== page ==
The World Bank’s new five-year forest plan is a clear continuation of its evolving strategy to save forests by both commercializing activities that depend on them and supporting activities that take pressure off of them, but it makes that double-pronged approach explicit and promises to deliver by shifting its focus away from isolated projects and towards programs more carefully incorporated into national strategies.
15 April 2016 | The World Bank has been supporting forest protection in Mexico since the late 1990s, when it helped get the National Commission on Forests (CONAFOR) off the ground. In the 2000s, it started piloting initiatives like the Program on Payment for Environmental Services and the Program on Community Forests. Today, according to its new “Forest Action Plan FY16–20, these and other efforts have converged and evolved, through trial and error, into a cohesive sustainable forest management system covering 3,000 communities spread over an area roughly the size of Ecuador.
“The forest program in Mexico is today the largest WB program on forests [and] an example of a mature country program supporting sustainably managed forest landscapes,” says the plan, which lays out its strategy for the next five years. “The objective of the program is to help rural communities to sustainably manage their forests, build social organization, and generate additional income from forest products and services, including from REDD+ (Reducing Emissions from Deforestation and Degradation of forests, plus other land management activities).”
The plan explicitly holds out the Mexican program as an example of what the Bank aims to achieve over the next five years: specifically a “move away from the project-by-project and instrument-driven approach that has shaped the forest portfolio over the past few years to a more programmatic approach” that builds on and strengthens national strategies, hopefully linking forest policy to agriculture and sustainable development.
For countries that haven’t set those priorities, the Bank says it will still help set up smaller projects – for now.
“In such cases the WBG will continue to support the forest agenda through projects as requested but will aim to provide the country a strategic vision of how a project-level engagement could leverage interventions at scale in the future,” the plan states.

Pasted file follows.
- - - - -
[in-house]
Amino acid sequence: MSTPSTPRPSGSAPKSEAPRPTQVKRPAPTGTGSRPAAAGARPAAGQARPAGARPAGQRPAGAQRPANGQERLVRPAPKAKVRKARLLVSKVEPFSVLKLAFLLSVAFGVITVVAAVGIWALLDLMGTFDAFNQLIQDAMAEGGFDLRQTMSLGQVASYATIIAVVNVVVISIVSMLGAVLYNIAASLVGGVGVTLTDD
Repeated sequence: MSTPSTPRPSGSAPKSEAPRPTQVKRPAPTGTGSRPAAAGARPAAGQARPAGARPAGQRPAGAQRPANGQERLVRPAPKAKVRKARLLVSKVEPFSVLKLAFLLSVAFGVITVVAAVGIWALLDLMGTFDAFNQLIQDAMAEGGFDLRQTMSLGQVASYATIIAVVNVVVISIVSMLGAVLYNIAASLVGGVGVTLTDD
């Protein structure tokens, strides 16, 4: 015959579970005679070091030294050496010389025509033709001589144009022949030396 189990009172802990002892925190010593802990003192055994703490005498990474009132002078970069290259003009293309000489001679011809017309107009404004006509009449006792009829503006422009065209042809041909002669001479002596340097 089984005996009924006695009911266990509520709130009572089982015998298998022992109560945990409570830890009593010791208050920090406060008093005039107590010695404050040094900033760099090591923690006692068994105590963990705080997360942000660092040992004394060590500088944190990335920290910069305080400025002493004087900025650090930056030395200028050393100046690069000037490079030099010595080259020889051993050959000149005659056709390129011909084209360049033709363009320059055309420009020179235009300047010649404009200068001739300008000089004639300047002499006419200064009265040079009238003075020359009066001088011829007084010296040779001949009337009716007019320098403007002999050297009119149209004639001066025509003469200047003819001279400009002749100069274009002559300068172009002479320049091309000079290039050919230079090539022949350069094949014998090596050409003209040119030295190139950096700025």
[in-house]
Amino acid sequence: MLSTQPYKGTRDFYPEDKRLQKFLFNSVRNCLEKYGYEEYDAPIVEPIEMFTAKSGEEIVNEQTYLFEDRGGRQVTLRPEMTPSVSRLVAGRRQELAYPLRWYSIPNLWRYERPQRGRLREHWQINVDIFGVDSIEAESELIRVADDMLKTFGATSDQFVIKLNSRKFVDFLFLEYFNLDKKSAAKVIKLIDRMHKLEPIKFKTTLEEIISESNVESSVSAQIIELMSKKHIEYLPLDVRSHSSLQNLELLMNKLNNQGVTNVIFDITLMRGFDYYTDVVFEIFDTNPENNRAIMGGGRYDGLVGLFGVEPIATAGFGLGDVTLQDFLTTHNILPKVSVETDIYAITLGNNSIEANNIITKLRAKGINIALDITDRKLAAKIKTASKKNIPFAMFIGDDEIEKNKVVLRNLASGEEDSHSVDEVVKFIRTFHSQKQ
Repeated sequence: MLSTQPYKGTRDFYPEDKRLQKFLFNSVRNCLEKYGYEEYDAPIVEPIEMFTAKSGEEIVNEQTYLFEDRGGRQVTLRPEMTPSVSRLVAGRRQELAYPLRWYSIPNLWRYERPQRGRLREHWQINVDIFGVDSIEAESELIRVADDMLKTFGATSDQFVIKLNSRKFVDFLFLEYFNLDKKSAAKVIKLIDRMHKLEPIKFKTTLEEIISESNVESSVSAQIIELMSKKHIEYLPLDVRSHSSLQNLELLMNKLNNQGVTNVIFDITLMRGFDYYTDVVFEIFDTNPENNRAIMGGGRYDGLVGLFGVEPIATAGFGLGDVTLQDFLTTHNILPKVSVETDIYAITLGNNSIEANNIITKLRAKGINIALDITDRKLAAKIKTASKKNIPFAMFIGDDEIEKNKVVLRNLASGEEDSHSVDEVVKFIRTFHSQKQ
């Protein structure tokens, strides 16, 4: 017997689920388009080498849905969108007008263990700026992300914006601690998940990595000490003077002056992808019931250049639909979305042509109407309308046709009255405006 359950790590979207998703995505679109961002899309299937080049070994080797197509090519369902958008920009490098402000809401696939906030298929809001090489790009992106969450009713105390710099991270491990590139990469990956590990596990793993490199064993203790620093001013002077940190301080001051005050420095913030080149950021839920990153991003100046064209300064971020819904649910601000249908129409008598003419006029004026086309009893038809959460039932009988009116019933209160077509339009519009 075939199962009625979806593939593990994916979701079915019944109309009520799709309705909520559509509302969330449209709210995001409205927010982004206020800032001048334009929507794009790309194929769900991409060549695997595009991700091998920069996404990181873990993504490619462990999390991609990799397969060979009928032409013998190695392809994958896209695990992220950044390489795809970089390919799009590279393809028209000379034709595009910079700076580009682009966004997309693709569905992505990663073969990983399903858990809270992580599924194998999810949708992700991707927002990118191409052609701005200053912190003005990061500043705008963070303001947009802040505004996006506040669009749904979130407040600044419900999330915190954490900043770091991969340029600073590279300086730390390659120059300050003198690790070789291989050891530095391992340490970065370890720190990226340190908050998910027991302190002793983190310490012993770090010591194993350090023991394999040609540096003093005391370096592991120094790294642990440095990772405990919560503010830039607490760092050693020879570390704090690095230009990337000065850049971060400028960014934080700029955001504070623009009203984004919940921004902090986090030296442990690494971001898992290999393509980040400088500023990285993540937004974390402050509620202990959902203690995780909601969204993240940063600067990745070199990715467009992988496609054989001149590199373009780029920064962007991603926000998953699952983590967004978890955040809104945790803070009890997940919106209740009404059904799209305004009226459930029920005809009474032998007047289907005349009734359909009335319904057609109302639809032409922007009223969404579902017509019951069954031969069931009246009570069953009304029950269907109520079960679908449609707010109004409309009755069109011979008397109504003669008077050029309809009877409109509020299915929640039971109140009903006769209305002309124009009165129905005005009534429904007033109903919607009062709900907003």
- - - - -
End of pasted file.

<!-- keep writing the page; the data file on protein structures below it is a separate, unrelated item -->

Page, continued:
The Two-Pronged Approach
The plan builds on the Bank’s 2002 Forest Strategy (Sustaining Forests), which links forestry with sustainable development, and it explicitly divides the bank’s strategy into two approaches that had already taken shape organically.
The first approach involves support for sustainable forestry activities that profit from healthy forests – such as ecotourism and the harvesting of non-timber forest products, like acai berries and Brazil nuts. The second involves “forest-smart interventions in other sectors” – such as certification programs and the intensification of cattle-farming so that ranchers can get more product from the same amount of land.
The dual approach has been taking shape over the past five years, and it’s evident in the Initiative for Sustainable Forest Landscapes (ISFL), which was launched at the Warsaw climate talks in 2013 and uses results-based carbon finance to promote sustainable agriculture.
The 84-page plan offers an exhaustive list of strategies that are beyond the scope of this story, and it also calls for tighter coordination within the Bank – specifically of the BioCarbon Fund (BioCF) and the Forest Carbon Partnership Facility’s Carbon Fund (which oversees the ISFL).
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